Real vampires are not European. They are American and most are Latin American. European bats don't feed on blood.
There are three species of vampire bats that feed on blood only. All three can be seen in Venezuela.
The one on the picture is the common vampire, a.k.a. Desmodus Rotundus.
I have to say it is one of the most repulsive mammals I have seen. In Venezuela you can sometimes see them at sunset (night sets in very fast at 1 to 10° degrees North of the Equator). You can spot them more often in the countryside, but you can find them in cities as well where there is not much light. Once, as a child, I saw one from a distance of one inch or two: I was climbing on my brother's shoulder to put a TV cable on a high window sill and there it was, in front of me, with its ugly snout and sharp teeth. The bat was absolutely dead, but the shout I gave was heard very far.
Vampires feed on all kinds of animals, from birds to horses...and if you are in the countryside and don't pay attention, they could feed on you (although I never saw one attacking humans but they do) . These nasty wee mammals usually bite and let the blood flow. Then they take the blood with their tongue. Their saliva has an anticoagulant substance to keep the wound bleeding. The Desmodus Rotundus in particular is very dexterous and it can walk and jump by using its wings, sort of to approach in a more quiet way and get to the right spot. If it feeds on a tethered animal one day, it will try to go back to the same animal day after day for more blood as the initial wound is easy to open up again. Yeah, it is creepy. People with horses or cows have to pay attention to that.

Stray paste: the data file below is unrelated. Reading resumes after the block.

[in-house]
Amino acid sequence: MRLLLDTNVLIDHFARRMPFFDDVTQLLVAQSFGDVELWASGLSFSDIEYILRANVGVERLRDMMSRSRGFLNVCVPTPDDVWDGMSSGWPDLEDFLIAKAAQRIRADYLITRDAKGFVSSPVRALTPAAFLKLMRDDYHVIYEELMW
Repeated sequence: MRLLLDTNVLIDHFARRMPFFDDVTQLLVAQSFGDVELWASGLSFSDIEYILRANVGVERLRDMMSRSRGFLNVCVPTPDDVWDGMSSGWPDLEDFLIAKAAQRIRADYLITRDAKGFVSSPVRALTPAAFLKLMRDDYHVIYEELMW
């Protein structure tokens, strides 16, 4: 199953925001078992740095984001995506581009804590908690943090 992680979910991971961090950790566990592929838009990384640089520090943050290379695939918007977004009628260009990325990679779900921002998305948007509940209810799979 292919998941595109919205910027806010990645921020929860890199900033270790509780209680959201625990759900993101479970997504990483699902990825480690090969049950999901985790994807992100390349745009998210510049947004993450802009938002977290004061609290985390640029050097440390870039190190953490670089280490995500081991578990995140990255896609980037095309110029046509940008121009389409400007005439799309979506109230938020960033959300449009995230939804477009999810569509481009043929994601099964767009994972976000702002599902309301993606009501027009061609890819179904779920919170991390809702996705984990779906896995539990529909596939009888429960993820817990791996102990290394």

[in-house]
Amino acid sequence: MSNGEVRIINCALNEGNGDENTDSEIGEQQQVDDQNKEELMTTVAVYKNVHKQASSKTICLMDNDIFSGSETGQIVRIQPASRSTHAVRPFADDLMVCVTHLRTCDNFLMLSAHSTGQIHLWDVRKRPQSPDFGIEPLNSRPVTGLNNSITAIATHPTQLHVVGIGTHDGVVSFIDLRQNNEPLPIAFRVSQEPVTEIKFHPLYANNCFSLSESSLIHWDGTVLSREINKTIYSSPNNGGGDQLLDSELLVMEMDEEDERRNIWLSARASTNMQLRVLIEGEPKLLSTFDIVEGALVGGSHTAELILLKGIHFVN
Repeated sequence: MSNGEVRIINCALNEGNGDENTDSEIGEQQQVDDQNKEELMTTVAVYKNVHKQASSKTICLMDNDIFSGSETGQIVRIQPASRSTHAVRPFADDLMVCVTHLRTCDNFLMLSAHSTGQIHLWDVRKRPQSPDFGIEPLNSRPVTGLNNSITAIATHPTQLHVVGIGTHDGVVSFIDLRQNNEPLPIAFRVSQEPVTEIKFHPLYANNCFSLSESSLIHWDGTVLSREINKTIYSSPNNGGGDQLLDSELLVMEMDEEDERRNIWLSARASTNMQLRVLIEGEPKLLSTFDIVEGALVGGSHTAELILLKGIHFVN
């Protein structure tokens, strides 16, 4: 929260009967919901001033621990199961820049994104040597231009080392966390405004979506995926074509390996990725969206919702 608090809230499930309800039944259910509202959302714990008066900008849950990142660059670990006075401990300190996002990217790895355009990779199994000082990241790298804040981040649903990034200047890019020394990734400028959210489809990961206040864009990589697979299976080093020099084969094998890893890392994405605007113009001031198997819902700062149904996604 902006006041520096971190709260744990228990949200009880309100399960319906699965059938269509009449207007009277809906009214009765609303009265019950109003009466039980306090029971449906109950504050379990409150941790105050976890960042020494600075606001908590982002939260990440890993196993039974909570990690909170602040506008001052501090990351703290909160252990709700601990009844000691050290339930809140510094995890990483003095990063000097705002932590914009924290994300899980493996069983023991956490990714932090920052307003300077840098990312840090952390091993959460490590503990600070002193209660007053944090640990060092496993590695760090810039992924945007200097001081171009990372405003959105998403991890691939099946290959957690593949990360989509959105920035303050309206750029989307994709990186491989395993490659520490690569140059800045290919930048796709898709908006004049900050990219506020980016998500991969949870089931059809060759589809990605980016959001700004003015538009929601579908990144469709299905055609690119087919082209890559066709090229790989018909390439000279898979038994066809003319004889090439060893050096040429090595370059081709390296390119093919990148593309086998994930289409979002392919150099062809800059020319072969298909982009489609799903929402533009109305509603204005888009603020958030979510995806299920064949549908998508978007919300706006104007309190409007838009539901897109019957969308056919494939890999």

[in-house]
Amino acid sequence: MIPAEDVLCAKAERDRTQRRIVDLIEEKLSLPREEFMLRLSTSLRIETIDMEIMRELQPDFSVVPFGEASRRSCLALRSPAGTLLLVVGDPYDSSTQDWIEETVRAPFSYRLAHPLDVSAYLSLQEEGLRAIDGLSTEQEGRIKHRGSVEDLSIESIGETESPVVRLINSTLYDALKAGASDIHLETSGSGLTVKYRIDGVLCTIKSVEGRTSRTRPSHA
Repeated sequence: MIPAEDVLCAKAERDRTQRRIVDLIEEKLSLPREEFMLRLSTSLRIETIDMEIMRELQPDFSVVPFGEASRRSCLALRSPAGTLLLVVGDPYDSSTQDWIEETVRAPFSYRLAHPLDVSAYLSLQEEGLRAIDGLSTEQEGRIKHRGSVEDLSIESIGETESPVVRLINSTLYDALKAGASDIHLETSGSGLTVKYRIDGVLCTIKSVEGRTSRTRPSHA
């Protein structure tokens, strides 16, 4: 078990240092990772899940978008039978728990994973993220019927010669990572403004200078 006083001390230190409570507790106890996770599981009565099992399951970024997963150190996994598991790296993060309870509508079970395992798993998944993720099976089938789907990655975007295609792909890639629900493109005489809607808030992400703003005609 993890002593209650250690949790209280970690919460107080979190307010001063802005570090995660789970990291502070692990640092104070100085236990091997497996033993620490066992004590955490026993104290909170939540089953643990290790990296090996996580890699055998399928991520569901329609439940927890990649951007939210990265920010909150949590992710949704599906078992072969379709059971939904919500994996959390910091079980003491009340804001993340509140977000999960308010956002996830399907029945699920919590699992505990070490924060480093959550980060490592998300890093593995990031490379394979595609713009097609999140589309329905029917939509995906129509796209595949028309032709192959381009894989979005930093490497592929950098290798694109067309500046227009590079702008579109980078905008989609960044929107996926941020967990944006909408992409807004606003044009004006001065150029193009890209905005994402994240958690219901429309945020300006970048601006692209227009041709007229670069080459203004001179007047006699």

One needs to be careful because they can carry rabies. As I said, I never saw one trying to approach me (and they would abhor light), but as I was often going to the countryside, I was told to be careful when some were flying around.